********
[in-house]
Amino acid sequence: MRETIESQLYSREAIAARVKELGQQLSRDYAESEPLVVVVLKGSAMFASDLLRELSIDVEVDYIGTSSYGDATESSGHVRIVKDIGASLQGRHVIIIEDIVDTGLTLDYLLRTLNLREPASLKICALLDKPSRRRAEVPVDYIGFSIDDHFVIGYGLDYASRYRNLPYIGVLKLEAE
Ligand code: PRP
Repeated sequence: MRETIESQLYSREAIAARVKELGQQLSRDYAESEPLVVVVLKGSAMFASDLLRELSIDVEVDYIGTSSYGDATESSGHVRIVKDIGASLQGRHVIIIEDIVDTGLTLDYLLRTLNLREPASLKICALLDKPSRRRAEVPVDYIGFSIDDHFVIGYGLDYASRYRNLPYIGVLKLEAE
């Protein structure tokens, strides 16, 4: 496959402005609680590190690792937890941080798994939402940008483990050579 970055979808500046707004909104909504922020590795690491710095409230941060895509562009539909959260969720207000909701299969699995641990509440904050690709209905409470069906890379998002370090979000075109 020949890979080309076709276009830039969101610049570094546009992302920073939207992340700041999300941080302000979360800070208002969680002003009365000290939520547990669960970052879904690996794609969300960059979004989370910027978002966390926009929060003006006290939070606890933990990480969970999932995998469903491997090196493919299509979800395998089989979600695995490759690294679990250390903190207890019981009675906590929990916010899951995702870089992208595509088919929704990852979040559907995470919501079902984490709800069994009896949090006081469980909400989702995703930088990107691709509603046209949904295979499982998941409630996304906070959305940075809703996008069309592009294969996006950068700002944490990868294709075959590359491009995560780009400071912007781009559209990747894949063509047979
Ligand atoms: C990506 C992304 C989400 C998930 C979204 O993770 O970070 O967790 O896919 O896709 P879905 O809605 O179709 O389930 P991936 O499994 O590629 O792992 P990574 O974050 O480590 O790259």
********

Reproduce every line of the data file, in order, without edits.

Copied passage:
[in-house]
Amino acid sequence: MRETIESQLYSREAIAARVKELGQQLSRDYAESEPLVVVVLKGSAMFASDLLRELSIDVEVDYIGTSSYGDATESSGHVRIVKDIGASLQGRHVIIIEDIVDTGLTLDYLLRTLNLREPASLKICALLDKPSRRRAEVPVDYIGFSIDDHFVIGYGLDYASRYRNLPYIGVLKLEAE
Ligand code: PRP
Repeated sequence: MRETIESQLYSREAIAARVKELGQQLSRDYAESEPLVVVVLKGSAMFASDLLRELSIDVEVDYIGTSSYGDATESSGHVRIVKDIGASLQGRHVIIIEDIVDTGLTLDYLLRTLNLREPASLKICALLDKPSRRRAEVPVDYIGFSIDDHFVIGYGLDYASRYRNLPYIGVLKLEAE
């Protein structure tokens, strides 16, 4: 496959402005609680590190690792937890941080798994939402940008483990050579 970055979808500046707004909104909504922020590795690491710095409230941060895509562009539909959260969720207000909701299969699995641990509440904050690709209905409470069906890379998002370090979000075109 020949890979080309076709276009830039969101610049570094546009992302920073939207992340700041999300941080302000979360800070208002969680002003009365000290939520547990669960970052879904690996794609969300960059979004989370910027978002966390926009929060003006006290939070606890933990990480969970999932995998469903491997090196493919299509979800395998089989979600695995490759690294679990250390903190207890019981009675906590929990916010899951995702870089992208595509088919929704990852979040559907995470919501079902984490709800069994009896949090006081469980909400989702995703930088990107691709509603046209949904295979499982998941409630996304906070959305940075809703996008069309592009294969996006950068700002944490990868294709075959590359491009995560780009400071912007781009559209990747894949063509047979
Ligand atoms: C990506 C992304 C989400 C998930 C979204 O993770 O970070 O967790 O896919 O896709 P879905 O809605 O179709 O389930 P991936 O499994 O590629 O792992 P990574 O974050 O480590 O790259």